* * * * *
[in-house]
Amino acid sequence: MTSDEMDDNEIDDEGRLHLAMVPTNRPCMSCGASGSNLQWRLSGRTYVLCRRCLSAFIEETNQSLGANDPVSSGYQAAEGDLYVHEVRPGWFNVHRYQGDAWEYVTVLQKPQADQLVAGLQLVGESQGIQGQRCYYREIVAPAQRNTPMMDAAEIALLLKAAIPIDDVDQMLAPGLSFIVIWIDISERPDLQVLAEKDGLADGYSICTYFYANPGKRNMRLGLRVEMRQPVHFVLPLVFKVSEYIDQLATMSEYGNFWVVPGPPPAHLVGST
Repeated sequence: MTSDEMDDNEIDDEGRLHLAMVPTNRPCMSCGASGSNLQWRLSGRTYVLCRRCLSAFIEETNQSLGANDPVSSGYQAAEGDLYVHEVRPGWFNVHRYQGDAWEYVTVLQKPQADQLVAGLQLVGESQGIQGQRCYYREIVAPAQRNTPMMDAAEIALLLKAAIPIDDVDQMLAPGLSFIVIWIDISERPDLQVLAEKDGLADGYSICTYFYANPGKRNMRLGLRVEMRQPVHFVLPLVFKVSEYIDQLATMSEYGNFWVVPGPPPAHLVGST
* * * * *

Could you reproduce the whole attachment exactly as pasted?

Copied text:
[in-house]
Amino acid sequence: MTSDEMDDNEIDDEGRLHLAMVPTNRPCMSCGASGSNLQWRLSGRTYVLCRRCLSAFIEETNQSLGANDPVSSGYQAAEGDLYVHEVRPGWFNVHRYQGDAWEYVTVLQKPQADQLVAGLQLVGESQGIQGQRCYYREIVAPAQRNTPMMDAAEIALLLKAAIPIDDVDQMLAPGLSFIVIWIDISERPDLQVLAEKDGLADGYSICTYFYANPGKRNMRLGLRVEMRQPVHFVLPLVFKVSEYIDQLATMSEYGNFWVVPGPPPAHLVGST
Repeated sequence: MTSDEMDDNEIDDEGRLHLAMVPTNRPCMSCGASGSNLQWRLSGRTYVLCRRCLSAFIEETNQSLGANDPVSSGYQAAEGDLYVHEVRPGWFNVHRYQGDAWEYVTVLQKPQADQLVAGLQLVGESQGIQGQRCYYREIVAPAQRNTPMMDAAEIALLLKAAIPIDDVDQMLAPGLSFIVIWIDISERPDLQVLAEKDGLADGYSICTYFYANPGKRNMRLGLRVEMRQPVHFVLPLVFKVSEYIDQLATMSEYGNFWVVPGPPPAHLVGST